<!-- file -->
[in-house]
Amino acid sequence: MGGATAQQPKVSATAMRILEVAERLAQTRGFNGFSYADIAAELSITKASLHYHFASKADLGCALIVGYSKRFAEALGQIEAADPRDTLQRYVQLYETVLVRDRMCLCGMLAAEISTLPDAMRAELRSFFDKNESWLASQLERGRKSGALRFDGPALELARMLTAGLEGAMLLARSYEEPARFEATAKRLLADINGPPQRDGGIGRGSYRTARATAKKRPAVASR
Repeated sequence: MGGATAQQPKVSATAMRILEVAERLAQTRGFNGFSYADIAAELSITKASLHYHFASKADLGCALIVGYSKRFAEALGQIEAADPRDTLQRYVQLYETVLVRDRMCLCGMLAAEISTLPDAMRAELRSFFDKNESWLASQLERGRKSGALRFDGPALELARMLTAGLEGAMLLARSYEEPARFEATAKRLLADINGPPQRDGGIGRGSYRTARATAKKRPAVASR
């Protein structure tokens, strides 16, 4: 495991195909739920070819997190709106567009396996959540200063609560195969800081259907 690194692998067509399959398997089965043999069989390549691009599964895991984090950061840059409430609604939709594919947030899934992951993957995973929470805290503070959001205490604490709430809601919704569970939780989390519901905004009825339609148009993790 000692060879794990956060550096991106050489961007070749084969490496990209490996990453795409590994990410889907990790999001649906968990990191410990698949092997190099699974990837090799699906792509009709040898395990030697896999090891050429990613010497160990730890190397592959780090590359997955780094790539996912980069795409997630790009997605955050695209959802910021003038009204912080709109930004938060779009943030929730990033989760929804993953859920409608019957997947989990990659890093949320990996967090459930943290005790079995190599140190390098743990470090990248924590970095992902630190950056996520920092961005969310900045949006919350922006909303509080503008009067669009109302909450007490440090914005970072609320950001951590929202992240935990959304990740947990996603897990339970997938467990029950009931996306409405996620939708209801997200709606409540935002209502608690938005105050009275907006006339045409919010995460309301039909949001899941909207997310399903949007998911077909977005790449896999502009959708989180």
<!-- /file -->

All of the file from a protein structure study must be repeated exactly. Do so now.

[in-house]
Amino acid sequence: MGGATAQQPKVSATAMRILEVAERLAQTRGFNGFSYADIAAELSITKASLHYHFASKADLGCALIVGYSKRFAEALGQIEAADPRDTLQRYVQLYETVLVRDRMCLCGMLAAEISTLPDAMRAELRSFFDKNESWLASQLERGRKSGALRFDGPALELARMLTAGLEGAMLLARSYEEPARFEATAKRLLADINGPPQRDGGIGRGSYRTARATAKKRPAVASR
Repeated sequence: MGGATAQQPKVSATAMRILEVAERLAQTRGFNGFSYADIAAELSITKASLHYHFASKADLGCALIVGYSKRFAEALGQIEAADPRDTLQRYVQLYETVLVRDRMCLCGMLAAEISTLPDAMRAELRSFFDKNESWLASQLERGRKSGALRFDGPALELARMLTAGLEGAMLLARSYEEPARFEATAKRLLADINGPPQRDGGIGRGSYRTARATAKKRPAVASR
């Protein structure tokens, strides 16, 4: 495991195909739920070819997190709106567009396996959540200063609560195969800081259907 690194692998067509399959398997089965043999069989390549691009599964895991984090950061840059409430609604939709594919947030899934992951993957995973929470805290503070959001205490604490709430809601919704569970939780989390519901905004009825339609148009993790 000692060879794990956060550096991106050489961007070749084969490496990209490996990453795409590994990410889907990790999001649906968990990191410990698949092997190099699974990837090799699906792509009709040898395990030697896999090891050429990613010497160990730890190397592959780090590359997955780094790539996912980069795409997630790009997605955050695209959802910021003038009204912080709109930004938060779009943030929730990033989760929804993953859920409608019957997947989990990659890093949320990996967090459930943290005790079995190599140190390098743990470090990248924590970095992902630190950056996520920092961005969310900045949006919350922006909303509080503008009067669009109302909450007490440090914005970072609320950001951590929202992240935990959304990740947990996603897990339970997938467990029950009931996306409405996620939708209801997200709606409540935002209502608690938005105050009275907006006339045409919010995460309301039909949001899941909207997310399903949007998911077909977005790449896999502009959708989180």